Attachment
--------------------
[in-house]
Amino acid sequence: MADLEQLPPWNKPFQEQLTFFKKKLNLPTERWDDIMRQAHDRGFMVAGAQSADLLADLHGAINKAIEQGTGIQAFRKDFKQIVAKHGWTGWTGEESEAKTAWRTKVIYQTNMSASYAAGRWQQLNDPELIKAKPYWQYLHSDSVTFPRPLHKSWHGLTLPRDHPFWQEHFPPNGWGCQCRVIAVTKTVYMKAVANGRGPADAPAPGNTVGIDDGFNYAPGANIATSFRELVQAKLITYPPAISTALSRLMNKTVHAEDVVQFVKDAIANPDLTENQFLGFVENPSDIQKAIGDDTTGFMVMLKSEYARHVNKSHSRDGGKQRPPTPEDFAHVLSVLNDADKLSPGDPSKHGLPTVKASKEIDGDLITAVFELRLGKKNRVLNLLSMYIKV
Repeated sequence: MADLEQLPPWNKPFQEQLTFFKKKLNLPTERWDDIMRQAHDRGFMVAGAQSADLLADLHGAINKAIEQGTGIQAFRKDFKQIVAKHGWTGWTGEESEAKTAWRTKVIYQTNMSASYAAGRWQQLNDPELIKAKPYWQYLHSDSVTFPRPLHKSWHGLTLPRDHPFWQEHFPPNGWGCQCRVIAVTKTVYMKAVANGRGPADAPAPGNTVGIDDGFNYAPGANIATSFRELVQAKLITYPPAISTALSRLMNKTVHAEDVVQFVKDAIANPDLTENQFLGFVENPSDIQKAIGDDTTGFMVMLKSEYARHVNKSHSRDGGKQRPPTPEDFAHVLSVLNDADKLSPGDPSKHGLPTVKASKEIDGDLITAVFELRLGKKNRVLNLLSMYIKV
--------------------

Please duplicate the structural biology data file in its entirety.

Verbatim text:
[in-house]
Amino acid sequence: MADLEQLPPWNKPFQEQLTFFKKKLNLPTERWDDIMRQAHDRGFMVAGAQSADLLADLHGAINKAIEQGTGIQAFRKDFKQIVAKHGWTGWTGEESEAKTAWRTKVIYQTNMSASYAAGRWQQLNDPELIKAKPYWQYLHSDSVTFPRPLHKSWHGLTLPRDHPFWQEHFPPNGWGCQCRVIAVTKTVYMKAVANGRGPADAPAPGNTVGIDDGFNYAPGANIATSFRELVQAKLITYPPAISTALSRLMNKTVHAEDVVQFVKDAIANPDLTENQFLGFVENPSDIQKAIGDDTTGFMVMLKSEYARHVNKSHSRDGGKQRPPTPEDFAHVLSVLNDADKLSPGDPSKHGLPTVKASKEIDGDLITAVFELRLGKKNRVLNLLSMYIKV
Repeated sequence: MADLEQLPPWNKPFQEQLTFFKKKLNLPTERWDDIMRQAHDRGFMVAGAQSADLLADLHGAINKAIEQGTGIQAFRKDFKQIVAKHGWTGWTGEESEAKTAWRTKVIYQTNMSASYAAGRWQQLNDPELIKAKPYWQYLHSDSVTFPRPLHKSWHGLTLPRDHPFWQEHFPPNGWGCQCRVIAVTKTVYMKAVANGRGPADAPAPGNTVGIDDGFNYAPGANIATSFRELVQAKLITYPPAISTALSRLMNKTVHAEDVVQFVKDAIANPDLTENQFLGFVENPSDIQKAIGDDTTGFMVMLKSEYARHVNKSHSRDGGKQRPPTPEDFAHVLSVLNDADKLSPGDPSKHGLPTVKASKEIDGDLITAVFELRLGKKNRVLNLLSMYIKV